Zug's Secrets: Switzerland's Corporate Hideaway

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Photograph by Matthieu Gafsou for TIME

Home Office The Zug post office is the address of thousands of companies

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Zug was once one of Switzerland's poorest cantons, consisting of small dairy farms and two factories, until officials drastically rewrote its fortunes by inventing so-called holdings taxation in the late 1940s. That law, still in effect, allows Zug-registered companies to pay taxes only on income generated in Switzerland — precious little, for many of them. Zug's tax system seems tailor-made for trading companies, which buy vast quantities of oil, gas and minerals — items dug or drilled from the earth thousands of miles away — and then sell them to customers around the world, profiting on the margin those trades generate. On paper, Zug taxes foreign companies 8.8%. But Neidhart says companies can deduct those taxes from their Swiss federal taxes of 8.5%, making their business nearly tax-free.

So what's in it for Switzerland? Even without paying taxes, each company boosts the country's GDP by about $78 million a year, according to Business Network Switzerland in Zurich. Not surprisingly, Zug voters reject all attempts to increase corporate taxes, despite political arguments that Zug's laws boost profits at the expense of the poor nations where those companies operate. "Many of these companies get tax deductions there too because those countries want to attract Swiss companies," Gisler says. "The darned thing about it is that it is perfectly legal."

But how long can it stay legal? In 2007 the European Commission in Brussels accused Swiss cantons like Zug of giving illegal state aid through giant corporate tax breaks. Switzerland, not an E.U. member, has stonewalled Europe's attempts to resolve the dispute. U.S. and E.U. politicians have vowed to crack down on tax havens in order to recoup billions in lost revenue. Both Transocean and Weatherford — which have saved billions by moving their headquarters out of the U.S. — decamped to Zug from the Cayman Islands as U.S. officials began tightening rules over Caribbean tax havens.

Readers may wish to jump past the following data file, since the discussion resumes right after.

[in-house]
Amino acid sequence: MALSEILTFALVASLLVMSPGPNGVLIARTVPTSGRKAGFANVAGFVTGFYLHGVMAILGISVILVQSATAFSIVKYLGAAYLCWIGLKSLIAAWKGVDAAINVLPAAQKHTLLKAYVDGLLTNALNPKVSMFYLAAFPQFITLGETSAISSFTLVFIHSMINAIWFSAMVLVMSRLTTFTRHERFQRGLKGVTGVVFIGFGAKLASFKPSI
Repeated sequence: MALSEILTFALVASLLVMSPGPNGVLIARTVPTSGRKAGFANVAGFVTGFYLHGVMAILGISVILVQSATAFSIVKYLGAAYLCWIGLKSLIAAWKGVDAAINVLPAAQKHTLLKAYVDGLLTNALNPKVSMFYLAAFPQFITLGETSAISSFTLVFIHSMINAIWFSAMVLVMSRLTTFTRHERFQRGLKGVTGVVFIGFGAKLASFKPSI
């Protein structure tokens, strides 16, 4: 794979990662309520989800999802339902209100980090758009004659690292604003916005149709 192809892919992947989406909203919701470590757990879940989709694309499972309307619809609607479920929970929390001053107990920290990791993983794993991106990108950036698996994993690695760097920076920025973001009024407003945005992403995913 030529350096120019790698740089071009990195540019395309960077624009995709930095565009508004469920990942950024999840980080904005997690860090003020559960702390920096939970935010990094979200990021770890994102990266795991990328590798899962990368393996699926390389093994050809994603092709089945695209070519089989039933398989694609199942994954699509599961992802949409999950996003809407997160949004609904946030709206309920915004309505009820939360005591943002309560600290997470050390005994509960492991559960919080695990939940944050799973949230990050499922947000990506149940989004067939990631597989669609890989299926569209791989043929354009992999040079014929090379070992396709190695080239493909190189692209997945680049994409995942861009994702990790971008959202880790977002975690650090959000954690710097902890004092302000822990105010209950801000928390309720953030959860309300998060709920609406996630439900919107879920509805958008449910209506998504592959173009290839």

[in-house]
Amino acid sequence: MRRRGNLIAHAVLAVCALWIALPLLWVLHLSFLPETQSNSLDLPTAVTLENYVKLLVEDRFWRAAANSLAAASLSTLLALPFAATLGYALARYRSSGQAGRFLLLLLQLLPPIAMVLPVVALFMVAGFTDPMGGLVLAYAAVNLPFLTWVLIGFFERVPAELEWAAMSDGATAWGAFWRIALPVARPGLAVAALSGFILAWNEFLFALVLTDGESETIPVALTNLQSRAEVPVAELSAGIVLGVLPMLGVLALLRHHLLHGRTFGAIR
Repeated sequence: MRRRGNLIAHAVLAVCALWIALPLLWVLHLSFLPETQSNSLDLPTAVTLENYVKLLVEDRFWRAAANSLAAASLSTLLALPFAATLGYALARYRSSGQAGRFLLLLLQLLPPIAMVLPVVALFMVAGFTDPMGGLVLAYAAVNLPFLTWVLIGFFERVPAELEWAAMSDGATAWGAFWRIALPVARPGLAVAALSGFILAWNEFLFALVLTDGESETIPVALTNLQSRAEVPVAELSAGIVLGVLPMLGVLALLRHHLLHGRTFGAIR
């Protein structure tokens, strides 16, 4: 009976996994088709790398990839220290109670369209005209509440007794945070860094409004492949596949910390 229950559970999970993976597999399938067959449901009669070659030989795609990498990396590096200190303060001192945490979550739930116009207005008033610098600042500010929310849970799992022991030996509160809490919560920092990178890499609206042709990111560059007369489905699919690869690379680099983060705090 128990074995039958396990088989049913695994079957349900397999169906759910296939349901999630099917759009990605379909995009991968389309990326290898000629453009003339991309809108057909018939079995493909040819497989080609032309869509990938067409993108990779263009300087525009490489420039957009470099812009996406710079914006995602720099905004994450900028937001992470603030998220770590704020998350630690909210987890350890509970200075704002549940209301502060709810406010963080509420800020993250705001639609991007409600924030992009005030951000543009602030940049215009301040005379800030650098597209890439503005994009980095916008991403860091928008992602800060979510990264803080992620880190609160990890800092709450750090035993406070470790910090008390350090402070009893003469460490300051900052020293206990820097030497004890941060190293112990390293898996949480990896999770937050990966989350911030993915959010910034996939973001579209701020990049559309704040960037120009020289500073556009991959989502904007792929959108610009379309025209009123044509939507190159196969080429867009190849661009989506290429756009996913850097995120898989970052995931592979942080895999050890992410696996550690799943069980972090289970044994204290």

So far, Switzerland is resisting calls to change its tax rules, but under relentless pressure from the U.S., it has loosened its rules on banking secrecy, which protect American tax cheats. In Zug, officials admit they are feeling the heat. Last August, in a rare move against a foreign firm, Zug blocked Transocean from a planned cash distribution to shareholders — most of whom were in the U.S. "We decided no," Neidhart says. "The company has huge legal claims against it, and we cannot allow shareholders to take away capital before the judges rule on those cases."

Should taxes increase in Zug, the town has another draw: secrecy. Zug is tight-lipped, even for Switzerland. Tax records are confidential; Neidhart says even he has no access to them. At Zug's documentation center, funded by local groups critical of Zug's tax system, archivists track Zug-registered companies by scouring newspapers because many public records are closed. That privacy can make it difficult to figure out a company's real activities or even who owns it. In 2008 a Norwegian newspaper described how Norway's state-owned energy company StatoilHydro had joined with Gazprom and France's Total to form Shtokman Development AG in order to explore a giant gas field in the Barents Sea. StatoilHydro sent about $32 million to the new company's address — a P.O. box in Zug. "There will probably be around 100 billion kroner (about $17 billion) flowing through the company accounts by 2013," the newspaper wrote. "It would have been nice to know who is going to lead it." Statoil says Zug was Gazprom's choice for pipeline company Nord Stream's headquarters and that the company's taxes will be paid in Russia.

In 2009, Global Witness, an anticorruption organization in London that investigates corporations, found that a Zug gas company called RosGas AG had tried to take over Hungary's largest independent gas supplier, Emfesz, which was headquartered at the address of a mobile-phone company in Zug. And last March, the group found that Angola's state-owned oil company Sonangol had partnered with a mysterious Zug company called Exem Holding, whose ownership was unknown. The one-page company document in Zug's registry lists a Swiss attorney and a Paris-based financier named Konema Mwenenge as directors. Mwenenge told Global Witness he had a "professional" relationship with the son-in-law of Angolan President José Eduardo dos Santos. But Zug's tight secrecy meant that Global Witness was unable to conclude whether Exem Holding was a legitimate entity or a shell, says Diarmid O'Sullivan, who researches energy companies for the organization. "In a lot of these cases, you run into a wall when you get to Zug," he says. "It goes into a black hole. "

At least for now. With U.S. and European officials moving in on tax havens, Zug's role as a favorite bolt-hole for traders is not assured. Yet many already there might be loath to leave the bucolic lakeside town even if taxes slowly rise. That includes Nord Stream, which set up shop in Zug during the bitter winter of 2005. Five years on, the company sits in a modern office complex near Neidhart's office, above a traders' watering hole called Amaldobar — the perfect place for a pan-European operation, perhaps. "The pipeline will pass through the waters of five different countries, so the place to be is a country which is not part of it," says Nord Stream spokesman Frank Dudley. "We chose neutral ground." Neutral, yes. And profitable and secretive too.

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